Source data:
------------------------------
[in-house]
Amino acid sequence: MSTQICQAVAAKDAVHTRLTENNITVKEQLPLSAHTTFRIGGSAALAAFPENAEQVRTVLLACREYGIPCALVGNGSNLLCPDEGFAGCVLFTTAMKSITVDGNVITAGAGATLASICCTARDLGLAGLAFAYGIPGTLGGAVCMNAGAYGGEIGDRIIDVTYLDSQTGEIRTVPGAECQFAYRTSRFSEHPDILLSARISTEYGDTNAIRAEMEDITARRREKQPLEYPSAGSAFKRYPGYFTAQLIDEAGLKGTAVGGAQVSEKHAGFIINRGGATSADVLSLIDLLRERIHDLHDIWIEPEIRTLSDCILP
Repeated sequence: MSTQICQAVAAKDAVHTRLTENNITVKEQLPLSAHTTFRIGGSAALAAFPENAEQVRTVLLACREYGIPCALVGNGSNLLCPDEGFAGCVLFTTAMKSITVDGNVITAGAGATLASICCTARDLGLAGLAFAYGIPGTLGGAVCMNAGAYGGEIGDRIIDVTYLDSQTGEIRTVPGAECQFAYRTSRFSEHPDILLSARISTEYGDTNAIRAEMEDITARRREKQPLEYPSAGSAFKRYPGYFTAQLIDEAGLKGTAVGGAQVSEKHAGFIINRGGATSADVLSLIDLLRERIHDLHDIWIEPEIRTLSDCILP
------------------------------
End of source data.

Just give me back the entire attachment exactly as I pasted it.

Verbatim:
[in-house]
Amino acid sequence: MSTQICQAVAAKDAVHTRLTENNITVKEQLPLSAHTTFRIGGSAALAAFPENAEQVRTVLLACREYGIPCALVGNGSNLLCPDEGFAGCVLFTTAMKSITVDGNVITAGAGATLASICCTARDLGLAGLAFAYGIPGTLGGAVCMNAGAYGGEIGDRIIDVTYLDSQTGEIRTVPGAECQFAYRTSRFSEHPDILLSARISTEYGDTNAIRAEMEDITARRREKQPLEYPSAGSAFKRYPGYFTAQLIDEAGLKGTAVGGAQVSEKHAGFIINRGGATSADVLSLIDLLRERIHDLHDIWIEPEIRTLSDCILP
Repeated sequence: MSTQICQAVAAKDAVHTRLTENNITVKEQLPLSAHTTFRIGGSAALAAFPENAEQVRTVLLACREYGIPCALVGNGSNLLCPDEGFAGCVLFTTAMKSITVDGNVITAGAGATLASICCTARDLGLAGLAFAYGIPGTLGGAVCMNAGAYGGEIGDRIIDVTYLDSQTGEIRTVPGAECQFAYRTSRFSEHPDILLSARISTEYGDTNAIRAEMEDITARRREKQPLEYPSAGSAFKRYPGYFTAQLIDEAGLKGTAVGGAQVSEKHAGFIINRGGATSADVLSLIDLLRERIHDLHDIWIEPEIRTLSDCILP